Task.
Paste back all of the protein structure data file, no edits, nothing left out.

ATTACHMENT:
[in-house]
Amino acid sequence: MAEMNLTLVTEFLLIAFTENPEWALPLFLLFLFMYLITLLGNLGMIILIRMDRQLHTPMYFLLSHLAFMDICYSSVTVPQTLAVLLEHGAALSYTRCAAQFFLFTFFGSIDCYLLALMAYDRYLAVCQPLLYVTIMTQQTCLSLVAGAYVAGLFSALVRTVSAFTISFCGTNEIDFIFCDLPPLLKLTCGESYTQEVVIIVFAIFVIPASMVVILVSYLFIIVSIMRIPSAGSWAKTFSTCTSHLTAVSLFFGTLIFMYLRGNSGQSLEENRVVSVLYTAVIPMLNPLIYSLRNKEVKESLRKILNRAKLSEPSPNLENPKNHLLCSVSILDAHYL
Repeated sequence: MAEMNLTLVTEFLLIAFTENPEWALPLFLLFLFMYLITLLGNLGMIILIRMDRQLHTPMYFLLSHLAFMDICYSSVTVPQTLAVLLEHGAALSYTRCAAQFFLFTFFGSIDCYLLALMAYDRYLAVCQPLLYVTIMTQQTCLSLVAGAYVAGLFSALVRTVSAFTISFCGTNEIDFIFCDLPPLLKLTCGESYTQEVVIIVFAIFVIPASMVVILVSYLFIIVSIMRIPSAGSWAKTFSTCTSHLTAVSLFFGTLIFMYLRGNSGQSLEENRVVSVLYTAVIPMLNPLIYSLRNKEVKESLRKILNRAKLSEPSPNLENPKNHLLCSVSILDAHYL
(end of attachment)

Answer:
[in-house]
Amino acid sequence: MAEMNLTLVTEFLLIAFTENPEWALPLFLLFLFMYLITLLGNLGMIILIRMDRQLHTPMYFLLSHLAFMDICYSSVTVPQTLAVLLEHGAALSYTRCAAQFFLFTFFGSIDCYLLALMAYDRYLAVCQPLLYVTIMTQQTCLSLVAGAYVAGLFSALVRTVSAFTISFCGTNEIDFIFCDLPPLLKLTCGESYTQEVVIIVFAIFVIPASMVVILVSYLFIIVSIMRIPSAGSWAKTFSTCTSHLTAVSLFFGTLIFMYLRGNSGQSLEENRVVSVLYTAVIPMLNPLIYSLRNKEVKESLRKILNRAKLSEPSPNLENPKNHLLCSVSILDAHYL
Repeated sequence: MAEMNLTLVTEFLLIAFTENPEWALPLFLLFLFMYLITLLGNLGMIILIRMDRQLHTPMYFLLSHLAFMDICYSSVTVPQTLAVLLEHGAALSYTRCAAQFFLFTFFGSIDCYLLALMAYDRYLAVCQPLLYVTIMTQQTCLSLVAGAYVAGLFSALVRTVSAFTISFCGTNEIDFIFCDLPPLLKLTCGESYTQEVVIIVFAIFVIPASMVVILVSYLFIIVSIMRIPSAGSWAKTFSTCTSHLTAVSLFFGTLIFMYLRGNSGQSLEENRVVSVLYTAVIPMLNPLIYSLRNKEVKESLRKILNRAKLSEPSPNLENPKNHLLCSVSILDAHYL